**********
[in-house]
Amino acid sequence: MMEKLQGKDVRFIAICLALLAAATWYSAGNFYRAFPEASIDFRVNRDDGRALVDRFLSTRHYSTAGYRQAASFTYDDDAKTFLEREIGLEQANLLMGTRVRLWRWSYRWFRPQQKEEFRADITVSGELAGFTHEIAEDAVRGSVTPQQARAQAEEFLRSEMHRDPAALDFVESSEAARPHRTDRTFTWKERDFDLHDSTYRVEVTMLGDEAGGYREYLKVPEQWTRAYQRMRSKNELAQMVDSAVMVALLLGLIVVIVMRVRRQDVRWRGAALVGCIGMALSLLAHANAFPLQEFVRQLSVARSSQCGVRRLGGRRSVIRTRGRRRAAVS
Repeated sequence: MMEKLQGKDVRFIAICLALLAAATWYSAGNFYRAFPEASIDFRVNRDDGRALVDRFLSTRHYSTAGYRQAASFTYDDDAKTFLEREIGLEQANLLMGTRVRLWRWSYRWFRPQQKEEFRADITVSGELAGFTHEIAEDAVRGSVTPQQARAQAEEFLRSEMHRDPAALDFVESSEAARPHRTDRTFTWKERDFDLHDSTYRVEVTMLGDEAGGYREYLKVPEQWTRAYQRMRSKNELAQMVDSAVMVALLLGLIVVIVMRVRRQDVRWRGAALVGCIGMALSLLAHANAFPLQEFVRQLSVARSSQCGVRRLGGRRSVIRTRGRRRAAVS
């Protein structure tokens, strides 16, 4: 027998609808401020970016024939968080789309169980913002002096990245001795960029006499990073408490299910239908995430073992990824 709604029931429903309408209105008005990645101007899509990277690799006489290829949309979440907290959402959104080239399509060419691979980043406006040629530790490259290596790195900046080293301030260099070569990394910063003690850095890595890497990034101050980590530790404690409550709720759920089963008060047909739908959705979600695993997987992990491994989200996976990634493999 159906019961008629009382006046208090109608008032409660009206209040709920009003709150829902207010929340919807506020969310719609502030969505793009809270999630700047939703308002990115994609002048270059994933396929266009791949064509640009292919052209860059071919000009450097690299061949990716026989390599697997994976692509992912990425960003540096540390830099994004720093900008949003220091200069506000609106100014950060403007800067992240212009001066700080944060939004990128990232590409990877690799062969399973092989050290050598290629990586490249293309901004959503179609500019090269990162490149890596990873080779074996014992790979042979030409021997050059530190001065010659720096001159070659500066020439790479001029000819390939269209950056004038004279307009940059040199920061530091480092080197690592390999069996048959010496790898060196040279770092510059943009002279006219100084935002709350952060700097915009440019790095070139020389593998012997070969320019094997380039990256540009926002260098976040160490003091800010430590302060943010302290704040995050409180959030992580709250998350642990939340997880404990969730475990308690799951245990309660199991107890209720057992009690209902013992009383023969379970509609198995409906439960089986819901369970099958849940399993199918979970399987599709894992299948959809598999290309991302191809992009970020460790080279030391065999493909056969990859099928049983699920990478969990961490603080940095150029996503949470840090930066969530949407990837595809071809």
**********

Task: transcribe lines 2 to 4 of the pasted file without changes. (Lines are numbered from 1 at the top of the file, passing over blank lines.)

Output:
Amino acid sequence: MMEKLQGKDVRFIAICLALLAAATWYSAGNFYRAFPEASIDFRVNRDDGRALVDRFLSTRHYSTAGYRQAASFTYDDDAKTFLEREIGLEQANLLMGTRVRLWRWSYRWFRPQQKEEFRADITVSGELAGFTHEIAEDAVRGSVTPQQARAQAEEFLRSEMHRDPAALDFVESSEAARPHRTDRTFTWKERDFDLHDSTYRVEVTMLGDEAGGYREYLKVPEQWTRAYQRMRSKNELAQMVDSAVMVALLLGLIVVIVMRVRRQDVRWRGAALVGCIGMALSLLAHANAFPLQEFVRQLSVARSSQCGVRRLGGRRSVIRTRGRRRAAVS
Repeated sequence: MMEKLQGKDVRFIAICLALLAAATWYSAGNFYRAFPEASIDFRVNRDDGRALVDRFLSTRHYSTAGYRQAASFTYDDDAKTFLEREIGLEQANLLMGTRVRLWRWSYRWFRPQQKEEFRADITVSGELAGFTHEIAEDAVRGSVTPQQARAQAEEFLRSEMHRDPAALDFVESSEAARPHRTDRTFTWKERDFDLHDSTYRVEVTMLGDEAGGYREYLKVPEQWTRAYQRMRSKNELAQMVDSAVMVALLLGLIVVIVMRVRRQDVRWRGAALVGCIGMALSLLAHANAFPLQEFVRQLSVARSSQCGVRRLGGRRSVIRTRGRRRAAVS
């Protein structure tokens, strides 16, 4: 027998609808401020970016024939968080789309169980913002002096990245001795960029006499990073408490299910239908995430073992990824 709604029931429903309408209105008005990645101007899509990277690799006489290829949309979440907290959402959104080239399509060419691979980043406006040629530790490259290596790195900046080293301030260099070569990394910063003690850095890595890497990034101050980590530790404690409550709720759920089963008060047909739908959705979600695993997987992990491994989200996976990634493999 159906019961008629009382006046208090109608008032409660009206209040709920009003709150829902207010929340919807506020969310719609502030969505793009809270999630700047939703308002990115994609002048270059994933396929266009791949064509640009292919052209860059071919000009450097690299061949990716026989390599697997994976692509992912990425960003540096540390830099994004720093900008949003220091200069506000609106100014950060403007800067992240212009001066700080944060939004990128990232590409990877690799062969399973092989050290050598290629990586490249293309901004959503179609500019090269990162490149890596990873080779074996014992790979042979030409021997050059530190001065010659720096001159070659500066020439790479001029000819390939269209950056004038004279307009940059040199920061530091480092080197690592390999069996048959010496790898060196040279770092510059943009002279006219100084935002709350952060700097915009440019790095070139020389593998012997070969320019094997380039990256540009926002260098976040160490003091800010430590302060943010302290704040995050409180959030992580709250998350642990939340997880404990969730475990308690799951245990309660199991107890209720057992009690209902013992009383023969379970509609198995409906439960089986819901369970099958849940399993199918979970399987599709894992299948959809598999290309991302191809992009970020460790080279030391065999493909056969990859099928049983699920990478969990961490603080940095150029996503949470840090930066969530949407990837595809071809």